Joe Drexler is on a mission to change the world, one act of kindness at a time.
His mission was sparked about 12 years ago. His five-year-old daughter was set to enter her second year of hockey. Earlier that year, the company Drexler was working for went out of business and his finances took a big hit. When it came time to pay for his daughter's registration, there was no money left in the pot.
"We had to make that hard decision that Samantha was going to miss hockey," Drexler said.
Her coach eventually called, inquiring why Samantha's name was not on the registration. After speaking with Drexler, the coach called again to inform him the organization would be covering Samantha's costs for the year.
"When I hung up the phone, I looked at my wife and told her 'I want to do that for the rest of my life,'" the proud father of four said. "The next year, they offered us the sponsorship again, but we didn't need it, and instead, we sponsored a child. It was a wonderful feeling. Too many kids are sitting on the sidelines."
Recognizing that one in three families can't afford to put their children in youth sports, Drexler created Be The Game to help children build their confidence, self-esteem and character through sports camps, and eventually expanded into schools.
On Sept. 12, Drexler and his team were in Sudbury to launch a North American tour of Be The Game's 21-Day #KindEveryTime Challenge. After visiting St. Raphael Catholic Elementary School to issue the challenge earlier in the day, the Be The Game group was joined by members of the Laurentian University men's and women's hockey teams, Sudbury Wolves and Sudbury Nickle Barons at RHP Training Centre to help spread the message of kindness.
The 21-Day Challenge engages students to focus on positives and helping one another rather then hurting one another. The students are given booklets to track their daily acts of kindness. All participating students receive certificates and Awards of Excellence. The program is also available for sports teams and associations.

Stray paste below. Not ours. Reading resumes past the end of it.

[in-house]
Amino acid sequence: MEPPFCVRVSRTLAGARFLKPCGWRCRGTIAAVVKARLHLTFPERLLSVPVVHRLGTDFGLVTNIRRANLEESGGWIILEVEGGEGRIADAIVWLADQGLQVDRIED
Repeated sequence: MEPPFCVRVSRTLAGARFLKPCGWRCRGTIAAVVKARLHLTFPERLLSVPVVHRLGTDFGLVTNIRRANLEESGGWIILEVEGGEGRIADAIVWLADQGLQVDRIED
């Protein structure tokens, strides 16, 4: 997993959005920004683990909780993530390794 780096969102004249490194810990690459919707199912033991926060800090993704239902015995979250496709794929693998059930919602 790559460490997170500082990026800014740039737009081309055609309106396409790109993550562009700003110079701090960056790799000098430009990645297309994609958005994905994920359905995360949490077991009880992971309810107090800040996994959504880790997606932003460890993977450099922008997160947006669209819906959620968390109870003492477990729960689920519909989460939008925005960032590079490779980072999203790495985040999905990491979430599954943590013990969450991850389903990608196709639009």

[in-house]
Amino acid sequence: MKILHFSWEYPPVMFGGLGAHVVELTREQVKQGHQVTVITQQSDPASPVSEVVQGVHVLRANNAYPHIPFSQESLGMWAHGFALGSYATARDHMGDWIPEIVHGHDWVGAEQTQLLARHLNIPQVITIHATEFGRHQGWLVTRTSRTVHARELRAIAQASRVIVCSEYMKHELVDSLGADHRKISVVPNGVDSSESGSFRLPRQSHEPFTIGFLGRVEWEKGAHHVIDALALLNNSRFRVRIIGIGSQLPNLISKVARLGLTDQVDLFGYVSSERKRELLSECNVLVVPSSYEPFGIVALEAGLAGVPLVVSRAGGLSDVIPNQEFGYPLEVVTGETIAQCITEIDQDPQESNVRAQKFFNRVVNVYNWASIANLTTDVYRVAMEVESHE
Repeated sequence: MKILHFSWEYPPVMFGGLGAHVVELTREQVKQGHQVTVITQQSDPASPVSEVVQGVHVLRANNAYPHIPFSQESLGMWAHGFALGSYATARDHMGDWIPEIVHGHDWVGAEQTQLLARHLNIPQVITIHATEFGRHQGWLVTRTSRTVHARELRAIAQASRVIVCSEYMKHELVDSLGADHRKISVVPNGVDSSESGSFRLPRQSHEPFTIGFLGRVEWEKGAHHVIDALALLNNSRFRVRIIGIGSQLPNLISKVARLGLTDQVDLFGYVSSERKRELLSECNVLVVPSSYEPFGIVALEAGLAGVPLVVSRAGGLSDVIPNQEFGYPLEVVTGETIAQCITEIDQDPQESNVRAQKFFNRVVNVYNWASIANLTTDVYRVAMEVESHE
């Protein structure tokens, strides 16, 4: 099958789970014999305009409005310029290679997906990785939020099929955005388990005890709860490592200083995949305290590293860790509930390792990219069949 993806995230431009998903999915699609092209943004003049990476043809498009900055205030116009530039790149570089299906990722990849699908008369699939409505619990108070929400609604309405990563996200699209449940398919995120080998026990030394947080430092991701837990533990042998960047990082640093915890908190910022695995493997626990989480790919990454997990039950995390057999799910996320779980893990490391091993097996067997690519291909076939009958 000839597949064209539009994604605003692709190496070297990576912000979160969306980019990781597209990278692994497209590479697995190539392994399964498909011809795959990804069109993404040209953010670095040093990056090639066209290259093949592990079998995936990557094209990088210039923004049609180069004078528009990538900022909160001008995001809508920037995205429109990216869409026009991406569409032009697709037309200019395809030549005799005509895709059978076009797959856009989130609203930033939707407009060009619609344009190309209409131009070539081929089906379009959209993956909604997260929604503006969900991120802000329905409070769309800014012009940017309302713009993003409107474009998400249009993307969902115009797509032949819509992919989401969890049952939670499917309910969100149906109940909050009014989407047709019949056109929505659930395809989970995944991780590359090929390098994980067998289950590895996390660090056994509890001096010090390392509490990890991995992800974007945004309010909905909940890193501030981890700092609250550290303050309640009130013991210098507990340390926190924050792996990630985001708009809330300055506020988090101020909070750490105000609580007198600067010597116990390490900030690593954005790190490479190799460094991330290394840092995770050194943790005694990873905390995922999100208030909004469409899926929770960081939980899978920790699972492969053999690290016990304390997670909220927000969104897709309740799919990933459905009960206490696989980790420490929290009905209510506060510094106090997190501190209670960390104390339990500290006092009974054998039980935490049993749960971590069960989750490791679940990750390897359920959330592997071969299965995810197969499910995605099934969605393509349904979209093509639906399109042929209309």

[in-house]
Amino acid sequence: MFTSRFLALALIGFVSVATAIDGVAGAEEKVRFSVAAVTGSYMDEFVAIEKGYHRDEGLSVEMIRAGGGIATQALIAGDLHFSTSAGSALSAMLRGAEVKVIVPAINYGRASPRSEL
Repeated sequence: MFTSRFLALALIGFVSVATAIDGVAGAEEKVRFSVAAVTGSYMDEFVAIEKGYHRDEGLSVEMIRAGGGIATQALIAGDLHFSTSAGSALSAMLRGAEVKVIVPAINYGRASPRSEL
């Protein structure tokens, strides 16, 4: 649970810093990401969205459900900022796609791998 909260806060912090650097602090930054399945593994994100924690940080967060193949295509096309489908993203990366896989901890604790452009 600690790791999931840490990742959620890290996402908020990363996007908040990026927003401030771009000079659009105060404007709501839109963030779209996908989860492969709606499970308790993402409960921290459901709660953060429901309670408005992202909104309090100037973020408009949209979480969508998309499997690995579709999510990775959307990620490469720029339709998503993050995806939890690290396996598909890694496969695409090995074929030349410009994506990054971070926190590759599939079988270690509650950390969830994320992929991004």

"Last year, we collected over 160,000 acts of kindness from kids, mostly in southern Ontario, between October 2012 and June 2013," said Lynnette Rumble, director of operations for Be The Game. "We're helping kids recognize that it's the small things you do that make the biggest impact."
Be The Game is supported by a number of high-profile athlete ambassadors, including Sudbury's own Marcus Foligno, of the Buffalo Sabres, and Tessa Bonhomme, of Team Canada, as well as former Sudbury Wolves players Gerome Giudice and Akim Aliu, among others.
"We know that young people are influenced by iconic individuals, like athletes," Rumble said. "We also know that in sports, there's a lot of bullying behaviour that goes on. These are efforts to try to make a dent in some of that culture."
As a father, Drexler recognized the need for more positive influences within the school system as well.
"Too many kids are going to school afraid of bullying, they aren't going to their sporting activities and hobbies because of bullying, and it needs to stop," Drexler added. "I took it as my responsibility to ... challenge our society to step up to the plate, and learn how to be kind instead of mean.
"It takes 21 days to make or break a habit. This challenge is creating kindness by breaking the habit of bullying. We do have the power to create change."
For more information about Be The Game or the 21-Day Challenge, visit bethegame.ca.